Last modified February 20, 2018

Accessing Pods and Services from the Outside

Once you have a Pod or Service running on your cluster, you might want to access it from outside your cluster. There’s currently three ways to do that:

Setting up a public Ingress

Before we explain how to set up Ingress for a Service, please read the next section carefully to make sure the guide matches your situation as a Giant Swarm user.

Knowing your Ingress base domain

Setting up Ingress means to make Services publicly available via DNS names. For an application facing the public, you will eventually want to set up names ending in your own domain.

However, for development or test purposes, you can use the fact that every Giant Swarm installation maps to a DNS zone. We call this the Ingress Base Domain.

In our cloud installation, for example, the Ingress Base Domain is

So Ingresses can automatically use the following DNS name schema:

We’ll explain in a minute what PREFIX and CLUSTER_ID are.

Adapt this tutorial for you

To make the rest of the tutorial match your situation, please set your Ingress Base Domain in the field below:


Setting up Ingress

Your Giant Swarm cluster comes with an Ingress Controller based on NGINX, which we run for you in your clusters. You can expose Services publicly by setting up a simple Ingress. You can do this with an ingress manifest.

Let’s look at the following YAML, which you can use as a template for your Ingress manifest:

apiVersion: extensions/v1beta1
kind: Ingress
  namespace: NAMESPACE
  - host:
      - path: /
          serviceName: SERVICE_NAME
          servicePort: SERVICE_PORT

All parts in uppercase letters are placeholders, to be replaced according to your individual requirements. In detail:

  • INGRESS_NAME: This name identifies the ingress within your namespace. As with all other kubernetes, it’s up to you how you name it.
  • NAMESPACE: The namespace of the service you’d like to expose. The ingress must reside in the same namespace, so it’s useful to make it part of the metadata in the manifest.
  • PREFIX: A subdomain name of your choice. This must be unique among all ingresses of this cluster. If you like, you can make this the same as INGRESS_NAME.
  • CLUSTER_ID: The ID of the Kubernetes cluster the service you’d like to expose is running on. This should be a string consisting of five letters and numbers.
  • SERVICE_NAME: The name of your service, as defined in the attribute of your service’s manifest.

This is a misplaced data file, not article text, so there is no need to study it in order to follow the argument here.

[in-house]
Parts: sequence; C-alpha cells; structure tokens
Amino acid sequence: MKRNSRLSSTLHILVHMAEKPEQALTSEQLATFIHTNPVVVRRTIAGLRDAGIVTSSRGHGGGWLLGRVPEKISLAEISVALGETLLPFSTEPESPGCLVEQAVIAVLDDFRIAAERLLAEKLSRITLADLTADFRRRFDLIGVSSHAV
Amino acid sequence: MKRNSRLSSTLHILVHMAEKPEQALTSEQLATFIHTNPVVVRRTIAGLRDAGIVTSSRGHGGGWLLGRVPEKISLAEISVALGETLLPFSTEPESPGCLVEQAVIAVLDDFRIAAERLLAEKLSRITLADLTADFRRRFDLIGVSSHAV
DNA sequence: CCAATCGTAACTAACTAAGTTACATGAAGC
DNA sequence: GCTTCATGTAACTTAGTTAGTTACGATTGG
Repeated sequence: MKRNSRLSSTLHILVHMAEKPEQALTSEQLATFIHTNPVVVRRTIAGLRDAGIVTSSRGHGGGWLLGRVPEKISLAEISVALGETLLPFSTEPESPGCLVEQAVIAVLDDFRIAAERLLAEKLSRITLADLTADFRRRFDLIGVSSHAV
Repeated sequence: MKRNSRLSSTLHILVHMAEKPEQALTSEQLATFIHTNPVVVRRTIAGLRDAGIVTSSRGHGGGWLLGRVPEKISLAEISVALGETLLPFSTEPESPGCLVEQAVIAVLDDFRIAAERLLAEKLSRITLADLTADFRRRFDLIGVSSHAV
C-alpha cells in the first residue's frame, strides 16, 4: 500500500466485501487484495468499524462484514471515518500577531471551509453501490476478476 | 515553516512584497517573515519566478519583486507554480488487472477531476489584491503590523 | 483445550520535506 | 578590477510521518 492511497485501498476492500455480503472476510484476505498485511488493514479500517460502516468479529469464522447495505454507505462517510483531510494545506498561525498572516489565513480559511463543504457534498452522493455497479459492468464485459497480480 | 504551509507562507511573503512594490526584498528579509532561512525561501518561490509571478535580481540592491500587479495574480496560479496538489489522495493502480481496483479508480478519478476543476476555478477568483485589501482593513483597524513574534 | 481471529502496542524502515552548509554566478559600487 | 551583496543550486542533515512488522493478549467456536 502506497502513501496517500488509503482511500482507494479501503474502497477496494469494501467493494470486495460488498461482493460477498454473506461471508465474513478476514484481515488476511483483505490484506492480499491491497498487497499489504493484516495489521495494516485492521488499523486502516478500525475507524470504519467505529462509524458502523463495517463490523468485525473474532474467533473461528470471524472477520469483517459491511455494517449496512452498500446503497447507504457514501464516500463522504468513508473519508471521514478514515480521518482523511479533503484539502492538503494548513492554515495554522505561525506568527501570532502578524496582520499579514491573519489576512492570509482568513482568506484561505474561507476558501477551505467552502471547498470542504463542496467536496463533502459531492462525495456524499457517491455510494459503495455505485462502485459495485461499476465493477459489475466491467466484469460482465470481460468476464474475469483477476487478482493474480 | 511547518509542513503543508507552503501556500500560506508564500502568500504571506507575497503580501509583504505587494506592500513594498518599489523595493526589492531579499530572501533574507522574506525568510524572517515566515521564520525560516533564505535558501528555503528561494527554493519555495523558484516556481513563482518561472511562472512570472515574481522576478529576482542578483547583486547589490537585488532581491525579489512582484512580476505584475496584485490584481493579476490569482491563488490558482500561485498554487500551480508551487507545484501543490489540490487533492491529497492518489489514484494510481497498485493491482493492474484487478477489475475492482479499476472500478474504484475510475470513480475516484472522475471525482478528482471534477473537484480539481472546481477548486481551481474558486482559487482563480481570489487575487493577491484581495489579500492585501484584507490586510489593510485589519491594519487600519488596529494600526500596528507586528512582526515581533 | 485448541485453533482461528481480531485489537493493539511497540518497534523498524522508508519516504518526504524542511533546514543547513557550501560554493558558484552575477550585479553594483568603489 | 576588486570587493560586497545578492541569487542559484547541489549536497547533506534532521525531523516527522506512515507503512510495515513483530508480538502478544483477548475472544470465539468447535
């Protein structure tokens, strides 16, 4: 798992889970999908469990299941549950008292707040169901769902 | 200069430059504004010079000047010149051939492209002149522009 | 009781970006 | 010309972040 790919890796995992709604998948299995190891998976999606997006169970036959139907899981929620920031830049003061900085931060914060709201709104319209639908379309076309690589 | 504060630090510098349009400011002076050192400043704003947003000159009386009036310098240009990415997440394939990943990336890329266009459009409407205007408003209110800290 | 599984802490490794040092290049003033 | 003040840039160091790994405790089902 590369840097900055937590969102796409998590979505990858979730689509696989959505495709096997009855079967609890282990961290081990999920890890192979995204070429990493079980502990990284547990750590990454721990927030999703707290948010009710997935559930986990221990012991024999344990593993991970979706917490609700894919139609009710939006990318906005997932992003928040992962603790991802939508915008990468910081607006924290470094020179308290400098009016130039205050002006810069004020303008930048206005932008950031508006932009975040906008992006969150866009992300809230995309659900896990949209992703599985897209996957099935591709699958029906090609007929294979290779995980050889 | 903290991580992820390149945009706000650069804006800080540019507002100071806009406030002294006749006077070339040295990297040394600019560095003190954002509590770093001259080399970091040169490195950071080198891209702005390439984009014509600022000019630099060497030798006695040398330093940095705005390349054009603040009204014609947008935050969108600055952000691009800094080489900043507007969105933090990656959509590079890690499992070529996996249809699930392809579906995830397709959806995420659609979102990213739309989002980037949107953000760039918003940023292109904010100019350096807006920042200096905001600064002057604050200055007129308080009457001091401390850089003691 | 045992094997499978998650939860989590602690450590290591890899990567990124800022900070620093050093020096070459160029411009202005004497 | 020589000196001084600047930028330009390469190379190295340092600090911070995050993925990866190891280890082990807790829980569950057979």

• SERVICE_PORT: The port of your service to connect to, as defined in the spec.ports array of your service’s manifest.

The host attribute defines the fully qualified host name via which your service will be accessible. As you can see, it consists of your self-chosen prefix, your cluster ID, and finally the ingress base domain.

Once you adapted the template above to according to your requirements and stored it to a file named e. g. ingress.yaml, you can create your Ingress using kubectl:

kubectl apply -f ingress.yaml

It will take a moment for the Ingress to be created. You can look up the new Ingress using kubectl like this (replacing NAMESPACE and INGRESS_NAME):

kubectl -n NAMESPACE describe ing/INGRESS_NAME

Once the Ingress is up, you will be able to access your service publicly at a URL like this (again replacing the placeholders):

Currently, this is limited to exposing by default on port 80. Support for TLS will be added soon.

For additional features and options, please see our documentation around Advanced Ingress Configuration.

Forwarding an authenticated port with kubectl port-forward

Forwarding a port with kubectl is fairly easy, however, it only works with single Pods and not with Services. Thus you need the exact pod name. You can either get this manually by running

kubectl -n NAMESPACE get pods

and looking for the right pod name. Or by running following script.

POD=$(kubectl get pods -n NAMESPACE --selector <label-key>=<label-value> \
    -o template --template '{{range .items}}{{}} {{.status.phase}}{{"\n"}}{{end}}' \
    | grep Running | head -1 | cut -f1 -d' ')

Be sure to have your Pod labeled accordingly so you can find it with the above selector.

After this you can run

kubectl port-forward -n NAMESPACE ${POD} <local-port>:<pod-port>

or to have it running in the background

kubectl port-forward -n NAMESPACE $POD <local-port>:<pod-port> &

Now you can access your Pod locally via localhost:<local-port>.

Access any service from through the API proxy

The Kubernetes API comes with an inbuilt proxy, which you can use to access Services deployed on your cluster. The URL schema is

If the service does not use a named port, PORT_NAME must be the port number.

Access will only be granted to clients which

  • trust the API’s server certificate, which means they trust the Certificate Authority (CA) that signed it and
  • provide a valid client certificate.

The Giant Swarm web user interface shows you how to obtain the certificate files.

To make these certificates available to HTTP clients/browsers, see our guide Establishing Trust to Your Cluster’s CA and Importing Certificates which explains this for different clients on various platforms.


Assuming you have a service elasticsearch with a port named es in the logging namespace, you could access the Elasticsearch index stats API like this:

curl -v -u username:password \
  --cacert ./ca.pem \
  --cert ./crt.pem \
  --key ./key.pem \

Further reading